Shimano Sport Camera
A small action camera that's decent, but its features need work
- Waterproof and dust-proof by default
- Small and easy to carry
- Ultra-wide viewing angle
- Not all video modes recorded smoothly
- Shimano smartphone app didn't work properly for us
Price$ 299.00 (AUD)
Fishing enthusiasts and cyclists know all about Shimano reels and gears. Based on that name recognition, the company will no doubt be hoping that users of its products will also have a mind to check out the action cam it's offering. It's called the Shimano Sport Camera, and it's pitched at cyclists, as well as those of you who want to record activities near (or on and under) the water.
It's a camera that's waterproof by default, which means you don't have to fiddle around with any extra housings, except for a supplied underwater lens attachment that twists on. A door on the rear conceals the slot for the microSD card and the micro-USB port, and there is an O-ring in place to keep water out, as well as a lock on the door to prevent it from accidentally opening. Its rating is to a depth of 10m, at which it can last no longer than two hours. That's no problem, because the battery will barely give you that much endurance when shooting video.
Optics are by way of an f/2.0 lens that has a standard angle of 135 degrees and a super-wide angle of 180 degrees, and it sits in front of a 16-megapixel CMOS sensor. It can capture video at up to 1080p resolution, but there are also a couple of other modes that can be used: 720p at 120 frames per second (fps), and 480p at 240fps. Since there is no settings screen on the camera, you have to make do by pressing the mode button on the camera, listening to the beeps, and looking at the colour of the LED indicators. A warning: the beeps the camera makes are loud, and could get quite annoying after a while, depending on how quiet your environment is.
You can change modes intuitively after you've had some practice with the camera. However, unless you remember the order of the modes, and the LEDs that represent them, it can be too easy to start recording in the wrong mode.
There are two LEDs to look at: one for video recording and battery status, and one for still images. Full HD mode is indicated by the video LED being illuminated. A press of the mode button puts it into 720p mode (both LEDs illuminated but the still image LED turns orange), another press puts it into 420p mode (both LEDs illuminated but the still image LED turns green), and a further press puts it into still image mode (only the still image LED is on), at which it captures images up to six megapixels.
The camera remembers which mode it was left in after you switch it off and on again, and you have to remember that, too, so that you can go back to the mode that you want. There is another mode that's present on the camera, and that's Wi-Fi. This can be invoked by pressing the mode button for a few seconds while both LEDs flash green.
In Wi-Fi mode, you can make a direct connection to the camera and then use the Shimano Sport Camera app to access functions such as a live view of what the camera is seeing. We didn't have much luck at all with this feature through our Samsung Galaxy S5 smartphone, only getting it to work once, for a few seconds, before the app crashed. Further attempts to use Wi-Fi were met with a message from the app saying we weren't connected to the camera, when we actually were. An update to the app might be in order.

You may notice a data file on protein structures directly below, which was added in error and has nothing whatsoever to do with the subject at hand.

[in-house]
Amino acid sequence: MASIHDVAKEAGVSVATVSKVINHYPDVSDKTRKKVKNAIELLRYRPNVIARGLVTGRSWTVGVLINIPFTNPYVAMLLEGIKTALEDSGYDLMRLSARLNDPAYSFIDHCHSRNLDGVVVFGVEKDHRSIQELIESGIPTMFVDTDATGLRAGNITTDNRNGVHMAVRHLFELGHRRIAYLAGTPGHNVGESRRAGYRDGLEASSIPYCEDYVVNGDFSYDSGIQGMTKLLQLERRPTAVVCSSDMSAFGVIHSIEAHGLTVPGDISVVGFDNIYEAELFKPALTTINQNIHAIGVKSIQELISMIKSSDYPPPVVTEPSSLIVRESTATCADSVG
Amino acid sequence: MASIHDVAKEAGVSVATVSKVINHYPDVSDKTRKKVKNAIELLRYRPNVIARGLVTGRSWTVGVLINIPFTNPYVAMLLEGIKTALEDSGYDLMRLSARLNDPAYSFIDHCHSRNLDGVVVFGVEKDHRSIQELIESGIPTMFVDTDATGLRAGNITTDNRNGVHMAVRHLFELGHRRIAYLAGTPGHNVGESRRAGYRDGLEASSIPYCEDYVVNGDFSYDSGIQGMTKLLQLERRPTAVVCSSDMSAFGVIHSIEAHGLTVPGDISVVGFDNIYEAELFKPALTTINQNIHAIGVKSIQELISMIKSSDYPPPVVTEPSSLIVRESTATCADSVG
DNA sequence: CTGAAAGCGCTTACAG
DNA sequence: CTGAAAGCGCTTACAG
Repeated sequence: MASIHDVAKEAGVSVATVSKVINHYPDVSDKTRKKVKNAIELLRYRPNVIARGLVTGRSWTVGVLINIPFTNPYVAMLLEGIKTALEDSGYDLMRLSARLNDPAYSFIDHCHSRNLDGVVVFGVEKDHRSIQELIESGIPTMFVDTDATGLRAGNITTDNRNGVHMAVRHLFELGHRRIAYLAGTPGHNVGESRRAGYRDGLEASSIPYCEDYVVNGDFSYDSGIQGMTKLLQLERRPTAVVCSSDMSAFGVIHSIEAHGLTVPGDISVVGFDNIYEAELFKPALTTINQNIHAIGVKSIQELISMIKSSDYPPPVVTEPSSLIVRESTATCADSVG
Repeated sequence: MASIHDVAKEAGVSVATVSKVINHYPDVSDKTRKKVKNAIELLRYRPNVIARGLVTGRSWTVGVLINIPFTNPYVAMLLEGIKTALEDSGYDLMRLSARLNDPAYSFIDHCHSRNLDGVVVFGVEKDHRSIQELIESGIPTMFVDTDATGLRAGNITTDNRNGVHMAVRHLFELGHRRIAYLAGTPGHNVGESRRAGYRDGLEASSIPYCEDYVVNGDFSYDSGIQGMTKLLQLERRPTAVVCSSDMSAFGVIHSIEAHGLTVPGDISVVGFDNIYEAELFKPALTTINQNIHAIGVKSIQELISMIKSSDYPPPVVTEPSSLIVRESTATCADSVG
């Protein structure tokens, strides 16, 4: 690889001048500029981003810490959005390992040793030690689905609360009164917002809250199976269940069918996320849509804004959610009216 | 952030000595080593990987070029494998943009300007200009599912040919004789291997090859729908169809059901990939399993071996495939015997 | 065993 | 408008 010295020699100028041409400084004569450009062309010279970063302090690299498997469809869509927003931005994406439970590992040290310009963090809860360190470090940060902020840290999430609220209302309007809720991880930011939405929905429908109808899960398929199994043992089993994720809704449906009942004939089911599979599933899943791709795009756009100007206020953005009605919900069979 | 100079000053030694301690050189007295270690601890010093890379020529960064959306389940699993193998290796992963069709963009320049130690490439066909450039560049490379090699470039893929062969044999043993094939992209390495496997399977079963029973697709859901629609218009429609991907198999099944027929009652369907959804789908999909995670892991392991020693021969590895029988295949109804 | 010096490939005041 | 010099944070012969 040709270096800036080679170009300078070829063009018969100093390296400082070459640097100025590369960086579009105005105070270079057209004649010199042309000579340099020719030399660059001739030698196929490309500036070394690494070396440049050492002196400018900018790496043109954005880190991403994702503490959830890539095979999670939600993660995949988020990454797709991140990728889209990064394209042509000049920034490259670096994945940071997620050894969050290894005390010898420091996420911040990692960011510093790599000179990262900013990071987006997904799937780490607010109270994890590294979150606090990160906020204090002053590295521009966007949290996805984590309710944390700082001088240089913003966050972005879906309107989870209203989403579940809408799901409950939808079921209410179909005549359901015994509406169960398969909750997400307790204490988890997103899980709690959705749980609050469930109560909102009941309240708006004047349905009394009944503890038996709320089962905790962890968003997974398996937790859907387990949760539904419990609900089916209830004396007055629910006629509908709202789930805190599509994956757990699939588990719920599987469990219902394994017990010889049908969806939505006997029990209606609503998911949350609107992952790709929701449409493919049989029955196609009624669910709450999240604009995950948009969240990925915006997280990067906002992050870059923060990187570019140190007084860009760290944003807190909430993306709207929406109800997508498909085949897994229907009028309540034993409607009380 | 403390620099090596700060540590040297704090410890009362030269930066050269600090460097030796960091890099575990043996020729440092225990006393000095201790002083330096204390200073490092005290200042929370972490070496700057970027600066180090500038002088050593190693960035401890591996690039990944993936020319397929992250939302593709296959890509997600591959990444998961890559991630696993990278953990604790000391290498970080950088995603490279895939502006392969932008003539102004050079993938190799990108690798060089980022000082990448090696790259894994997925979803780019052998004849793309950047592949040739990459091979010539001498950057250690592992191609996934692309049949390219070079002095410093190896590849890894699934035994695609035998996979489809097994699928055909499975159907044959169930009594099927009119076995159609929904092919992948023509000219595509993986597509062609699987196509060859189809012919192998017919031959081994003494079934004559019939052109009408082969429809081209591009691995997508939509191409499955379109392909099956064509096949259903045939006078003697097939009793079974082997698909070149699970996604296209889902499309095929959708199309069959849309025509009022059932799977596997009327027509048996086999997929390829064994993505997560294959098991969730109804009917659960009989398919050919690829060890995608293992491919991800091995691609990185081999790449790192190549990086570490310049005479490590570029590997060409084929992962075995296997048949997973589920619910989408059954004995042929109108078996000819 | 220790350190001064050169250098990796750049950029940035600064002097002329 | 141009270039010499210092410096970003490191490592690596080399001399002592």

Image quality from the Sport Camera is at its highest in Full HD mode. The wide-view lens puts up a noticeable angle on straight lines, so you will see plenty of bubbling and bobbing in the image when the angles change from twisting and turning your body or vehicle. The definition leans more to the blurry side of things, and there is chromatic aberration on objects such as trees. We didn't have much luck capturing useful footage with the 720p and 420p modes, as the video stuttered.
If you keep this camera in Full HD mode, then it will do a decent job of capturing your action adventure; just don't expect stellar quality. It weighs under 90g on its own, and it's very easy to keep in a pocket. A stand and strap are supplied in the box so that you can mount it to things such as bicycle helmets, and double sided tape and a leash are also offered for situations in which the strap can't be used.
A retail price of around $299 keeps the Shimano Sports Camera competitive, but it's perhaps not a compelling enough price to stop one from considering a consumer GoPro model instead. We like the size of the Shimano and that we don't have to fiddle with a housing to make it waterproof, but we also think it needs work. The Wi-Fi function didn't work for us, and the documentation wasn't clear enough about how to use all the functions that the camera supports — for example, the specs list still image interval recording, but we couldn't find a way to invoke this feature during our limited time with the camera.
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